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Historical Tidbit Thursdays - Texas History - Susanna Dickinson an Alamo Survivor - #TidbitThursday


Welcome to one of my favorite columns of this blog - Historical Tidbit Thursdays!

I'm really excited to be able to share my research, my favorite reference books, shows or movies I've seen that inspire, as well as my passion for history with you in a quicker and more regular way. My focus will be on my current WIP (Work in Progress) - a western romance fiction novel. So I hope you enjoy!!

This post we will take a look at a very brave woman named Susanna Dickinson who survived the Battle of the Alamo (one of the most famous battles in Texas history).

Susanna Wilerson was born in HArdeman County near Memphis, Tennessee in 1814. She met Almeron Dickinson (who was born in Pennsylvania) when she was 15 years old and rejected his affections. He courted her best friend and proposed. The day before her friend's wedding, he decided he waned to marry Susanna instead (I assume the feeling was mutual) and rode to her family's farm to get her. They stopped at a county court clerk's office to get a marriage license and were married that day (May 24, 1829).

It seems the situation became awkawrd for they moved to Gonzales, Texas two years later where Almeron established a blacksmith's shop.

On December 14, 1834, their daughter, Angelina Elizabeth, was born.

Almeron volunteered with the Texians (the growing rebellious group) and was appointed lieutenant of artillery. Eventually they end up at the Alamo in San Antonio with a small force of men.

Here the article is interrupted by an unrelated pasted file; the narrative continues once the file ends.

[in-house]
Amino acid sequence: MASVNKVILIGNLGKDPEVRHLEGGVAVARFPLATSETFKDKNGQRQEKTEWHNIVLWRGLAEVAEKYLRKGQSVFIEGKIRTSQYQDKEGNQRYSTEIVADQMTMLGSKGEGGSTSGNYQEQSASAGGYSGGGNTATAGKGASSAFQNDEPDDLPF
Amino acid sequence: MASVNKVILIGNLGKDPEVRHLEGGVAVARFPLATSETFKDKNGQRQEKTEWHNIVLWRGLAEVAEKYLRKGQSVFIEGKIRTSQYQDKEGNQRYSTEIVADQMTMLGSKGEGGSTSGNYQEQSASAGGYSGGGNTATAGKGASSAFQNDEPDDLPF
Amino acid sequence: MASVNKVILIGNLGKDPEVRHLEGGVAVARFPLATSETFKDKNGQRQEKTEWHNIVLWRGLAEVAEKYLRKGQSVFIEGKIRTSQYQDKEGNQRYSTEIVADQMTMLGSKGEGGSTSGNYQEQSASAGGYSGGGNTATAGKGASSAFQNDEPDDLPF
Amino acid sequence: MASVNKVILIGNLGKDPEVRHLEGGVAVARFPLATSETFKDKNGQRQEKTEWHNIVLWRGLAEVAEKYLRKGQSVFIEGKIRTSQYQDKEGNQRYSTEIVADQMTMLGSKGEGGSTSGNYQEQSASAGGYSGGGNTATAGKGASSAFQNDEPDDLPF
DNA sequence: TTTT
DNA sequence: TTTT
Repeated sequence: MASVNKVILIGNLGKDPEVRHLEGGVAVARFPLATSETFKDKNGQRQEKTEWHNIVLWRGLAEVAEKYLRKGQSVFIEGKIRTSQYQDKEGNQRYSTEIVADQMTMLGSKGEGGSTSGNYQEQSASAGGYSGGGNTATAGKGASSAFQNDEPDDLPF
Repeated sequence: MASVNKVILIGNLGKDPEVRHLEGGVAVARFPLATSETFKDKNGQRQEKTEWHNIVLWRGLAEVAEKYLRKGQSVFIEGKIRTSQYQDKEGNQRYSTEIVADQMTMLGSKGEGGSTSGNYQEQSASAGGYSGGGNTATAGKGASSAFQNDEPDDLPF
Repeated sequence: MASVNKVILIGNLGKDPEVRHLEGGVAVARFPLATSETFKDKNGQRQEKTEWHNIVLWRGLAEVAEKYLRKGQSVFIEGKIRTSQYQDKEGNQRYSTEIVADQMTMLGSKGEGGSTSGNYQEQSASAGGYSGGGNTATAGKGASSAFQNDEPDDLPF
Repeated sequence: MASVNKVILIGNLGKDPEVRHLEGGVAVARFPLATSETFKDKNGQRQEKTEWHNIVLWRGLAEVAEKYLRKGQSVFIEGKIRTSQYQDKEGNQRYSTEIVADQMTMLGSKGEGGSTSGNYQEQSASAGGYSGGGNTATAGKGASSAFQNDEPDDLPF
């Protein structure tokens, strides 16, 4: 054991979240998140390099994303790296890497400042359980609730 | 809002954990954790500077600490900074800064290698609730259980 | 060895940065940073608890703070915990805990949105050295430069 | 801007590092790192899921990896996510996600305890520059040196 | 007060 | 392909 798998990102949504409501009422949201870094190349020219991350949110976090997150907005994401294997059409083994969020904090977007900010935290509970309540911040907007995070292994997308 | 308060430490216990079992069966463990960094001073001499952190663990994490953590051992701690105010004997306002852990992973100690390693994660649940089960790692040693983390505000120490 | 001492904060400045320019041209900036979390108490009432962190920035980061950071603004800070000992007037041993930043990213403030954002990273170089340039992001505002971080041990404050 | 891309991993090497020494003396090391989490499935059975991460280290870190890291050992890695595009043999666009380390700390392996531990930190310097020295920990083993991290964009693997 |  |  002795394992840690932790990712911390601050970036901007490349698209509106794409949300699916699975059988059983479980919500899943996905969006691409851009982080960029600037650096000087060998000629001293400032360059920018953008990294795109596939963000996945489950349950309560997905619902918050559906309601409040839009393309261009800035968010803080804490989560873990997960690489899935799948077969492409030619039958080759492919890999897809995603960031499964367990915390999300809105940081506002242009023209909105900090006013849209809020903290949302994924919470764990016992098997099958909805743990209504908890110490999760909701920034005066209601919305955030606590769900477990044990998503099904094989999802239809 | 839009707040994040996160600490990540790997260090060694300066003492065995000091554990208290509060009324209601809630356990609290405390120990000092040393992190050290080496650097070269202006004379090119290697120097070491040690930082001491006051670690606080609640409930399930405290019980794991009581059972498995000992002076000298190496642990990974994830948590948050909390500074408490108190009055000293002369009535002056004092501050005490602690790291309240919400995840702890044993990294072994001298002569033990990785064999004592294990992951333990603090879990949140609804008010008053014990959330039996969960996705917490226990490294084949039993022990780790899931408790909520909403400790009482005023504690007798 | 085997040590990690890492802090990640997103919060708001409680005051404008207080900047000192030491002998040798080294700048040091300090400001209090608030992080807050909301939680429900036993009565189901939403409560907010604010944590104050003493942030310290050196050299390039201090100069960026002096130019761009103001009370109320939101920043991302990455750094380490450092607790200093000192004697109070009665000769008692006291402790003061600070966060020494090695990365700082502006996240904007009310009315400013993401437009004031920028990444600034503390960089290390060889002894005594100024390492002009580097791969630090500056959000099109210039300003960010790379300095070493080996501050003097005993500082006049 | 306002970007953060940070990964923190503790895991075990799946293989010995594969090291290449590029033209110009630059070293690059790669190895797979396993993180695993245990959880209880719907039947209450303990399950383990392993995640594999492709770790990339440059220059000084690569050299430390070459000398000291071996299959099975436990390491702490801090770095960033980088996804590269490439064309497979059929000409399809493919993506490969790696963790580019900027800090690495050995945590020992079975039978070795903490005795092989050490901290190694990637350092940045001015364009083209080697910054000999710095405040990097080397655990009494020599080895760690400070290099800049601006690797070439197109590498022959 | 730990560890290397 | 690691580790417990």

February 1836, he sends a letter to Susanna asking her and the baby to join him at the Alamo.

February 23, 1836, a large Mexican army of thousands arrived at the Alamo for battle. Susanna, her daughter, 2 black slaves of Travis and Bowie, and 12 Mexican women and children were placed in a small room in the chapel. Susanna took on the role of nurse ripping her own clothing for bandages.

After the battle, Susanna's family friend, Ramon Musquiz beseeched Santa Anna to spare Susanna and her daughter. They were the only Anglo survivors of the battle. Any other Anglo survivors were killed and/or burned. While she approached Santa Anna, someone shot her in the leg (it's not clear whether it was on purpose or by accident). Musquiz took her to his hacienda to be cared for. Santa Anna came and was so enchanted by Angelina that he offered to adopt her and take them both to Mexico. She refused. He released her so that she could spread the news that any rebel who opposed Mexico would be killed and she was to take a letter stating the same to Sam Houston in Gonzales.

Susanna eventually moved to Houston. December 1837 Texas passed a law to give 640 acres to heirs of Alamo defenders. August 1839 she received her land grant.

Susanna went on to have several failed marriages. Her daughter also found herself in several relationships.

April 27, 1881, Susanna visited the Alamo. It was reported in the San Antonio Daily Express news.

Susanna died October 7, 1883. She was 68 years old.

Book - "From Angels to Hellcats" by Don Blevins; ISBN#0-87842-443-1